A growing number of organizations are adding a new member to the C-suite—the chief risk officer (CRO)—and the rise of these executives is having a direct impact on the security programs at enterprises.“Corporate espionage, terrorism and cyber attacks are ratcheting up the need for senior executives who understand all aspects of risk management and security,” says Jeremy King, president of Benchmark Executive Search, a provider of technology executive search services.INSIDER 12 habits of successful tech CEO
“Many companies are finally awakening to how destructive security breaches of all types can be—from physical damage and real costs to reputation loss and customer recovery,” King says. “Previously siloed risk-management functions must be reinvented, strengthened, and funded more aggressively. Industry must re-evaluate its approach to risk management, and success will require unprecedented cooperation from board directors and those in the C-suite.”To read this article in full or to leave a comment, please click here
Every time you access your phone via fingerprint reader, you’re using biometric identification technology. So, while biometrics on the consumer side has become commonplace, a number of barriers have blocked widespread biometric adoption in the enterprise.To read this article in full or to leave a comment, please click here(Insider Story)
Information security audits are on the rise, as organizations look to not only bolster their security postures, but demonstrate their efforts to other parties such as regulators.Audits, which are measurable technical assessments of systems, applications and other IT components, can involve any number of manual and automated processes. Whether conducted by internal auditors or outside consultants, they are an effective way for companies to evaluate where they stand in terms of protecting data resources.The high-profile data breaches of recent years have forced many organizations to take a closer look at their security technologies and policies, experts say.To read this article in full or to leave a comment, please click here
Software-defined networks can be a boon to savvy organizations, offering opportunities to cut administrative costs while increasing network agility. But SDN technology can also create security risks, and how you manage those risks can mean the difference between a successful implementation and a disastrous one.To read this article in full or to leave a comment, please click here(Insider Story)
Even with the greater awareness for strong security within organizations—and the high-profile hacks that have contributed to that increased awareness—security executives still encounter significant hurdles in doing their jobs to protect data and systems.Clashes with senior business executives as well as those at lower levels of organizations make it more challenging for CSOs and CISOs to create a secure environment, and yet they continue to happen.Many of the conflicts that occur between security and business executives are due to ongoing philosophical differences regarding risk, says Dave Dalva, vice president at Stroz Friedberg, who has worked in the position of CISO for a number of clients.To read this article in full or to leave a comment, please click here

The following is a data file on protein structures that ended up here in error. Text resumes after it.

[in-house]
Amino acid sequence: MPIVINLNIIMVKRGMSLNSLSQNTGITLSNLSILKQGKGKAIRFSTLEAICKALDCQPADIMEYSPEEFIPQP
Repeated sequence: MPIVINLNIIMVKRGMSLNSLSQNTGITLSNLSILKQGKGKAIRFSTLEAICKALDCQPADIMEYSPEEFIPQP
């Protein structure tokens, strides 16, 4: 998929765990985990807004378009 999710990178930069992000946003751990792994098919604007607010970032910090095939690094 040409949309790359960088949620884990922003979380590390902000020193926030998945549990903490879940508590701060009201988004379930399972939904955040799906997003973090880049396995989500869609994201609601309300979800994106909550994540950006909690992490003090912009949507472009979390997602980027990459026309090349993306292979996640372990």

It’s that time of year when we ask security executives in a variety of industries what they would like to include on their holiday wish lists.Some of the responses we received were in the realm of pure fantasy. For example, one security chief asked for technology tools that address all of the major security threats, don’t cost anything and have top-notch 7x24x365 support with response times inside 15 minutes!+ ALSO ON NETWORK WORLD Follow all of our predictions for 2016 +Most of the wishes submitted are a bit closer to reality, and some might even come true if factors align the right way. So, with the completion of another year approaching, once again we present a listing of what security executives say they are hoping for, as they continue in their mission to protect their organizations’ systems and data.To read this article in full or to leave a comment, please click here
It’s likely that you already have a variety of security tools -- intrusion prevention, network access control, endpoint security, mobile device management – that come with automation capabilities designed to quickly find and stop attacks.
But for a variety of perfectly good reasons, you’ve been reluctant to turn these features on. You may be worried about blocking legitimate business transactions by mistake, keeping employees from getting work done because their devices have been temporarily quarantined or risking the wrath of users when wiping remote devices.
Or maybe you’ve been so swamped that you haven’t had the time to set up these automation capabilities. “It takes time and skills to tune these products effectively in order to take advantage of their automation capabilities,” says Jon Oltsik, senior principal analyst at Enterprise Strategy Group. “Furthermore, automation usually depends upon integrating several security technologies together, which can be difficult,” Oltsik adds.To read this article in full or to leave a comment, please click here(Insider Story)
Mobile device management (MDM) products continue to evolve as mobility takes on an increasingly important role in the enterprise, and as vendor consolidation continues.To read this article in full or to leave a comment, please click here(Insider Story)
Mobile device management tools are transforming into enterprise mobility management (EMM), which includes app and data security, among many other things. And while all the major offerings in this arena cover the basics when it comes to hardware management, there are differences when it comes to some of the extended features you may require.To read this article in full or to leave a comment, please click here(Insider Story)